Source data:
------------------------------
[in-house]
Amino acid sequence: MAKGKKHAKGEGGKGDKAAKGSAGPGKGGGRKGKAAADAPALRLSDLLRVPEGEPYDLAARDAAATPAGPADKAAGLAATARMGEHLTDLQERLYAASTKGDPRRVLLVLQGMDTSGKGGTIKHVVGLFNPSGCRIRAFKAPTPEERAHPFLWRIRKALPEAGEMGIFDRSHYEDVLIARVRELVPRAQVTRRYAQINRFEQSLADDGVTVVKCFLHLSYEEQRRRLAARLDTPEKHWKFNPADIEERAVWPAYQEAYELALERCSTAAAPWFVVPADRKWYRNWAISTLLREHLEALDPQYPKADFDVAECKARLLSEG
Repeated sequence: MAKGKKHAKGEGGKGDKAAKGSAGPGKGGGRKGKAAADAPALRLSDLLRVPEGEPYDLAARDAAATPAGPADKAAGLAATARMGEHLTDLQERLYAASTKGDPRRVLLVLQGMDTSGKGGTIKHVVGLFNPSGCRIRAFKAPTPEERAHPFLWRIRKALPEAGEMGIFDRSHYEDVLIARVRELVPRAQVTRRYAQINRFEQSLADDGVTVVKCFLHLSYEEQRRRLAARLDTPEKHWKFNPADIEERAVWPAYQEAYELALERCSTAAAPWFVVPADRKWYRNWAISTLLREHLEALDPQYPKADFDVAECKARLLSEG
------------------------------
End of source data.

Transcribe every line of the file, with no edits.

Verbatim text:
[in-house]
Amino acid sequence: MAKGKKHAKGEGGKGDKAAKGSAGPGKGGGRKGKAAADAPALRLSDLLRVPEGEPYDLAARDAAATPAGPADKAAGLAATARMGEHLTDLQERLYAASTKGDPRRVLLVLQGMDTSGKGGTIKHVVGLFNPSGCRIRAFKAPTPEERAHPFLWRIRKALPEAGEMGIFDRSHYEDVLIARVRELVPRAQVTRRYAQINRFEQSLADDGVTVVKCFLHLSYEEQRRRLAARLDTPEKHWKFNPADIEERAVWPAYQEAYELALERCSTAAAPWFVVPADRKWYRNWAISTLLREHLEALDPQYPKADFDVAECKARLLSEG
Repeated sequence: MAKGKKHAKGEGGKGDKAAKGSAGPGKGGGRKGKAAADAPALRLSDLLRVPEGEPYDLAARDAAATPAGPADKAAGLAATARMGEHLTDLQERLYAASTKGDPRRVLLVLQGMDTSGKGGTIKHVVGLFNPSGCRIRAFKAPTPEERAHPFLWRIRKALPEAGEMGIFDRSHYEDVLIARVRELVPRAQVTRRYAQINRFEQSLADDGVTVVKCFLHLSYEEQRRRLAARLDTPEKHWKFNPADIEERAVWPAYQEAYELALERCSTAAAPWFVVPADRKWYRNWAISTLLREHLEALDPQYPKADFDVAECKARLLSEG